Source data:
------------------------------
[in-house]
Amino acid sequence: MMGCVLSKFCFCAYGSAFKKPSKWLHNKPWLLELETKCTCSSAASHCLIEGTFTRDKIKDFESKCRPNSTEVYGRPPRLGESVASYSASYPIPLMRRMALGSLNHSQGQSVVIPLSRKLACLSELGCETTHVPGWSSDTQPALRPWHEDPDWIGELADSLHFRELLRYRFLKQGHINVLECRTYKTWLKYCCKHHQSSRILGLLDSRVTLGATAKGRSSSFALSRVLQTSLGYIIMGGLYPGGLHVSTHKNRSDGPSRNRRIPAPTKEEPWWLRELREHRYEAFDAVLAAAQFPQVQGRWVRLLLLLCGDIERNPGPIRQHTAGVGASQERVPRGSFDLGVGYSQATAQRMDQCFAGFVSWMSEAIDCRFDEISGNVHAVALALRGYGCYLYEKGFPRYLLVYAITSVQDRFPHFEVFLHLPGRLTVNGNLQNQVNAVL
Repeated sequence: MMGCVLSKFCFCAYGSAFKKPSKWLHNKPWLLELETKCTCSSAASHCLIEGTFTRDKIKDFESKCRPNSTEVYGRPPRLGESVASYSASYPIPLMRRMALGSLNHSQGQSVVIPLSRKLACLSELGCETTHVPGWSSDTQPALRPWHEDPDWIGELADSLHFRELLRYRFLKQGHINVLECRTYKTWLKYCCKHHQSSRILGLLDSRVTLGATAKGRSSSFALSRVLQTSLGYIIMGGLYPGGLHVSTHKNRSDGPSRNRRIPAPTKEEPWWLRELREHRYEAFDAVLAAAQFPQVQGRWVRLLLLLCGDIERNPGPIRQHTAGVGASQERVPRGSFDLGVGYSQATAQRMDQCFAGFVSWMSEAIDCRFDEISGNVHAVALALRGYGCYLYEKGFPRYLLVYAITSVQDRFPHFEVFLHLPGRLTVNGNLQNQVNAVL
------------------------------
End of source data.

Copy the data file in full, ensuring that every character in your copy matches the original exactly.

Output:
[in-house]
Amino acid sequence: MMGCVLSKFCFCAYGSAFKKPSKWLHNKPWLLELETKCTCSSAASHCLIEGTFTRDKIKDFESKCRPNSTEVYGRPPRLGESVASYSASYPIPLMRRMALGSLNHSQGQSVVIPLSRKLACLSELGCETTHVPGWSSDTQPALRPWHEDPDWIGELADSLHFRELLRYRFLKQGHINVLECRTYKTWLKYCCKHHQSSRILGLLDSRVTLGATAKGRSSSFALSRVLQTSLGYIIMGGLYPGGLHVSTHKNRSDGPSRNRRIPAPTKEEPWWLRELREHRYEAFDAVLAAAQFPQVQGRWVRLLLLLCGDIERNPGPIRQHTAGVGASQERVPRGSFDLGVGYSQATAQRMDQCFAGFVSWMSEAIDCRFDEISGNVHAVALALRGYGCYLYEKGFPRYLLVYAITSVQDRFPHFEVFLHLPGRLTVNGNLQNQVNAVL
Repeated sequence: MMGCVLSKFCFCAYGSAFKKPSKWLHNKPWLLELETKCTCSSAASHCLIEGTFTRDKIKDFESKCRPNSTEVYGRPPRLGESVASYSASYPIPLMRRMALGSLNHSQGQSVVIPLSRKLACLSELGCETTHVPGWSSDTQPALRPWHEDPDWIGELADSLHFRELLRYRFLKQGHINVLECRTYKTWLKYCCKHHQSSRILGLLDSRVTLGATAKGRSSSFALSRVLQTSLGYIIMGGLYPGGLHVSTHKNRSDGPSRNRRIPAPTKEEPWWLRELREHRYEAFDAVLAAAQFPQVQGRWVRLLLLLCGDIERNPGPIRQHTAGVGASQERVPRGSFDLGVGYSQATAQRMDQCFAGFVSWMSEAIDCRFDEISGNVHAVALALRGYGCYLYEKGFPRYLLVYAITSVQDRFPHFEVFLHLPGRLTVNGNLQNQVNAVL